The gritty superhero world of the DC Extended Universe is much brighter thanks to the (re)introduction of Harley Quinn and her girl gang in Birds of Prey (and the Fantabulous Emancipation of One Harley Quinn). The film, which premiered in theaters last weekend, follows Harley's emergence as a force to be reckoned with in the streets of Gotham — but executives are concerned that its fun title is turning audiences away.
Warner Bros. confirmed to Refinery29 that theater listings might now title the film Harley Quinn: Birds of Prey. Many suspect that the studio made the stealth move as a last-ditch attempt to improve its viewership. Since its opening weekend, the superhero flick hasn't exactly performed to the level that many expected; it's only brought in about $30 million domestically, almost $50 million short of the amount it took to make the movie.
What went wrong? The people that did file into theaters to see Birds of Prey can't stop raving about it — one review said that it was like John Wick but with glitter, and another called it a "welcome breath of hopeful air following last year’s well-acted but self-serious Joker" — and it even has a 83% rating on Rotten Tomatoes. So why aren't people falling over themselves to watch it?
If you ask Warner Bros., it's probably because audiences are confused about what (and who) the movie is actually about from reading the title. Could the message behind Harley Quinn and her signature double dipped blue and red pigtails be lost in the sauce of the film's very long name? Is cutting it is the only way to help people understand that this is her movie, not an origin story for the Birds of Prey?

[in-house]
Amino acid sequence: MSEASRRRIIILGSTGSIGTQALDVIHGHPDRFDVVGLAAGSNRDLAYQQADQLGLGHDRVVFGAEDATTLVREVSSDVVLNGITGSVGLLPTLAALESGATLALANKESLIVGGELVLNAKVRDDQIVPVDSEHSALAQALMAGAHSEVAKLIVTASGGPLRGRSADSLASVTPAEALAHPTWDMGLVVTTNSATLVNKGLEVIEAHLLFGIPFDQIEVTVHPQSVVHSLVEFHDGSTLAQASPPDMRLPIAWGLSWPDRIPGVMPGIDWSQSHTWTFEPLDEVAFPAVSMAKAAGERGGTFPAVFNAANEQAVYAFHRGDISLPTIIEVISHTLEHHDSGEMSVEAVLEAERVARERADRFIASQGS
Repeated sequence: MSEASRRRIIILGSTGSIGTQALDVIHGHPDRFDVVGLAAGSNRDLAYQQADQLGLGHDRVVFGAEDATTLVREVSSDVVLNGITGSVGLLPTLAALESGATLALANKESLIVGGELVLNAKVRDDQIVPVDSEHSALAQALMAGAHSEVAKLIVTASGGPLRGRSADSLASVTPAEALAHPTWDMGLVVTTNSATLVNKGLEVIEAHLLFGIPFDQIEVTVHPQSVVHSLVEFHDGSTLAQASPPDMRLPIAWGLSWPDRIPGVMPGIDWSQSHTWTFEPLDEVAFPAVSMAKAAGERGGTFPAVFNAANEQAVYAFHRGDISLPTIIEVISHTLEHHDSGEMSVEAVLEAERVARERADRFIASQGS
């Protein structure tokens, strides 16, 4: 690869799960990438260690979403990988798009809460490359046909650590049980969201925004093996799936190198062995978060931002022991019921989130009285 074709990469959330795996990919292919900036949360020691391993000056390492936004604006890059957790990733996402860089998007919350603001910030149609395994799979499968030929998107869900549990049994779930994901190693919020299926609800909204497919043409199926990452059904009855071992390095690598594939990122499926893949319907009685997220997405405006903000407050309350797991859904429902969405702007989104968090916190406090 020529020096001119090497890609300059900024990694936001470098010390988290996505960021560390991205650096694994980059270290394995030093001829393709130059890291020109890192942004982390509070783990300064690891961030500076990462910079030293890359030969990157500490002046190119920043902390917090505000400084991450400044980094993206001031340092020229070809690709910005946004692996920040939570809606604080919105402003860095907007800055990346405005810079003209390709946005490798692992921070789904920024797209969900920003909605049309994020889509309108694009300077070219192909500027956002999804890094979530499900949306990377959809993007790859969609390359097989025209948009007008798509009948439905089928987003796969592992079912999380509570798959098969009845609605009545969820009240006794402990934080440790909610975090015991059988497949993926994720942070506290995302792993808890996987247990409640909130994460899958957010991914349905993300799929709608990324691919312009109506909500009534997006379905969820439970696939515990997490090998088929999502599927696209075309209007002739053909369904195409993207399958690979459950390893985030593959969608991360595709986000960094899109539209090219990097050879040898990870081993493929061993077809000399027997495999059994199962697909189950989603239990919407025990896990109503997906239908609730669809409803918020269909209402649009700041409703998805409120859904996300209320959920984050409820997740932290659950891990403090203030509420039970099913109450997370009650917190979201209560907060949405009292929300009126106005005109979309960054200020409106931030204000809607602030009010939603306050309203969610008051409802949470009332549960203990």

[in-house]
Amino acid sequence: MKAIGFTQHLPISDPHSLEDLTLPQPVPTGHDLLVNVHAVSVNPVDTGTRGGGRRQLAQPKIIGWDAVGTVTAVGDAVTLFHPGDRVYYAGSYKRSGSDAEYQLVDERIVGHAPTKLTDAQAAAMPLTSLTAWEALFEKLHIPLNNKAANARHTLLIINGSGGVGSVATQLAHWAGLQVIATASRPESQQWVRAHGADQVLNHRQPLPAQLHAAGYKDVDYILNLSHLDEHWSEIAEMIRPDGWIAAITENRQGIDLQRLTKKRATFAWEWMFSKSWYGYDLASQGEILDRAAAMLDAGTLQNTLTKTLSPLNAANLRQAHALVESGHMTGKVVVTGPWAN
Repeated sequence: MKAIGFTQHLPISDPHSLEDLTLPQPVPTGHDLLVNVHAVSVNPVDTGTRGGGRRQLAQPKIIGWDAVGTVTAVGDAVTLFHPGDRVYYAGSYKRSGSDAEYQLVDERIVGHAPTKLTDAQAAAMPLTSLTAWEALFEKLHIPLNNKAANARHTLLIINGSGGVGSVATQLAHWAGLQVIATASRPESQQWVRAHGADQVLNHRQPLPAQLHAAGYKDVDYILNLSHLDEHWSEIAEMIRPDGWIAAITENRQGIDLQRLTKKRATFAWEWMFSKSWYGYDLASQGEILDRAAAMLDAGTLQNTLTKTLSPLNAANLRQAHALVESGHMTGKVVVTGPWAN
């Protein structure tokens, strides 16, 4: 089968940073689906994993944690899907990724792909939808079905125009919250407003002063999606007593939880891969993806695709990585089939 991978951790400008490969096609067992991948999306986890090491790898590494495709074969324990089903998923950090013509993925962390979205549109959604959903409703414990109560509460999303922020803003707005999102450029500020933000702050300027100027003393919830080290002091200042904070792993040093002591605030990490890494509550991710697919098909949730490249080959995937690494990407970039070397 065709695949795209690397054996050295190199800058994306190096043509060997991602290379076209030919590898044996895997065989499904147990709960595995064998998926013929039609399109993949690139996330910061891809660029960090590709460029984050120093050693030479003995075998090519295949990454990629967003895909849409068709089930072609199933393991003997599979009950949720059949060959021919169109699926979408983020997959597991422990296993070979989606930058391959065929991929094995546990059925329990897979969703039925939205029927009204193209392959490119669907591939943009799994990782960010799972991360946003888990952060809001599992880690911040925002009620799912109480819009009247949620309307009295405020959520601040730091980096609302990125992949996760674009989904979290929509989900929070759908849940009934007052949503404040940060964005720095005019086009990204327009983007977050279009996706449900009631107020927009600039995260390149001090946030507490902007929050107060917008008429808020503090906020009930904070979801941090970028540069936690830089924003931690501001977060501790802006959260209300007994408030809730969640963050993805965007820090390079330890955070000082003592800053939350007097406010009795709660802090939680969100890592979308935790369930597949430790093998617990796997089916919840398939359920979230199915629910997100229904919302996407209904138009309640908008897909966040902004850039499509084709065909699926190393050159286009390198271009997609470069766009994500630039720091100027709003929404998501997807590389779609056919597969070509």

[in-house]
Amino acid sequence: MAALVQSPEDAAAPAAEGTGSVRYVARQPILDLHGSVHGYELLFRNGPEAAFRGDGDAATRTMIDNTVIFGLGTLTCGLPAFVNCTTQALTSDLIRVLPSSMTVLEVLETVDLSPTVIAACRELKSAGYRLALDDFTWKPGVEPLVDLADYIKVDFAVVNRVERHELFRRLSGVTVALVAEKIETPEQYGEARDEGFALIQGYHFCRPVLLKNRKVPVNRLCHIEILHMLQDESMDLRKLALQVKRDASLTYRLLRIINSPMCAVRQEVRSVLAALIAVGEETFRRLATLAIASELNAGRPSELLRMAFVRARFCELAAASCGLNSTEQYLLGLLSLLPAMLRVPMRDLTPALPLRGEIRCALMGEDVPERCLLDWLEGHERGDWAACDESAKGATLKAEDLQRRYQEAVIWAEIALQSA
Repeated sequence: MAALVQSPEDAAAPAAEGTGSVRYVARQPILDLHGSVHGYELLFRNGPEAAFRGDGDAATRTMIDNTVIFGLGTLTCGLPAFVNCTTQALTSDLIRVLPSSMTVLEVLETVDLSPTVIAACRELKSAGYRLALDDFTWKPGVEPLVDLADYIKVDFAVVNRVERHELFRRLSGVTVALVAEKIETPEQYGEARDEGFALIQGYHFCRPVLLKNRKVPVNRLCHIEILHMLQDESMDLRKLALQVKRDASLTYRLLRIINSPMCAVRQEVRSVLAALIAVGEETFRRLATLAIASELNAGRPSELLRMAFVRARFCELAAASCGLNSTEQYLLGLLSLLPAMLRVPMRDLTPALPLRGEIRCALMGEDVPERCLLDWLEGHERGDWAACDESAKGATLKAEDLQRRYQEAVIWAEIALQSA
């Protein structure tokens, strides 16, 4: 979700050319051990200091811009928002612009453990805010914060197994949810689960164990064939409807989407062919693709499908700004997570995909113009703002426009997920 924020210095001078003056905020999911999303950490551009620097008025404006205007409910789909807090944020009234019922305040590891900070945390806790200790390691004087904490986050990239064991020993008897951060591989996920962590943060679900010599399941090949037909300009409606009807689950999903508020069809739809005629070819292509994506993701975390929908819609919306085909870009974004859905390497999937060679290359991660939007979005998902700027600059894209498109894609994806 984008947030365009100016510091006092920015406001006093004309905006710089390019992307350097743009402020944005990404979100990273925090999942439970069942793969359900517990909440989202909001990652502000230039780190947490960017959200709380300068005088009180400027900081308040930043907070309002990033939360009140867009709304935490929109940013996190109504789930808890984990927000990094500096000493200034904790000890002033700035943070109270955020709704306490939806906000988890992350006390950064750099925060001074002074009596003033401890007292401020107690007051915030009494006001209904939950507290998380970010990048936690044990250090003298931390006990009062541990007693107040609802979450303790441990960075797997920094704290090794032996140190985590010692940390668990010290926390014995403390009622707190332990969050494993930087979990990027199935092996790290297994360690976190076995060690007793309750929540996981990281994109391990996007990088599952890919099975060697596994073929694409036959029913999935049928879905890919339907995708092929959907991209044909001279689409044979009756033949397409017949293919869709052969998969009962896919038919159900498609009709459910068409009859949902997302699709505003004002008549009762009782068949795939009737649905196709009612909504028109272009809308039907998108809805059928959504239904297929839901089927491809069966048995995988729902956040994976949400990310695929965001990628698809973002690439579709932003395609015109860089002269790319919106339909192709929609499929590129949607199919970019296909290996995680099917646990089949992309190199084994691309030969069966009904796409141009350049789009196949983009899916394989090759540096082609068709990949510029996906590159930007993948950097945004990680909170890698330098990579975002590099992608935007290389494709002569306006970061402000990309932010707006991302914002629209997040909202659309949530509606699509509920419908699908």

Though a mouthful, Birds of Prey (and the Fantabulous Emancipation of One Harley Quinn) perfectly captures the essence of the DC film. It describes Harley Quinn's journey to being her own woman outside of the influence of the Joker (the Jared Leto one, not the Joaquin Phoenix one), in part, supplemented by the formation of the Birds of Prey. The women in her squad — which, if the film follows canon, could someday include Batwoman, Catwoman, and Poison Ivy — support Harley in her rebirth while also taking down one of Gotham's most fearsome bad guys.
Shortening its title actually takes away from that self-realization instead of making it clear, watering down the importance of Harley's new mindset. It's important to know going into the theater that this isn't just another darkly-lit DC movie about a superhero; you're walking into a film about a woman who forges her own fantabulous path, guns blazing.
Only time will tell if the eighth DC Extended Universe film will be able to hold up to the box office success of its predecessors, but regardless of the numbers, one thing is for sure: Harley's story definitely added some necessary color to DC's drab and dreary repertoire.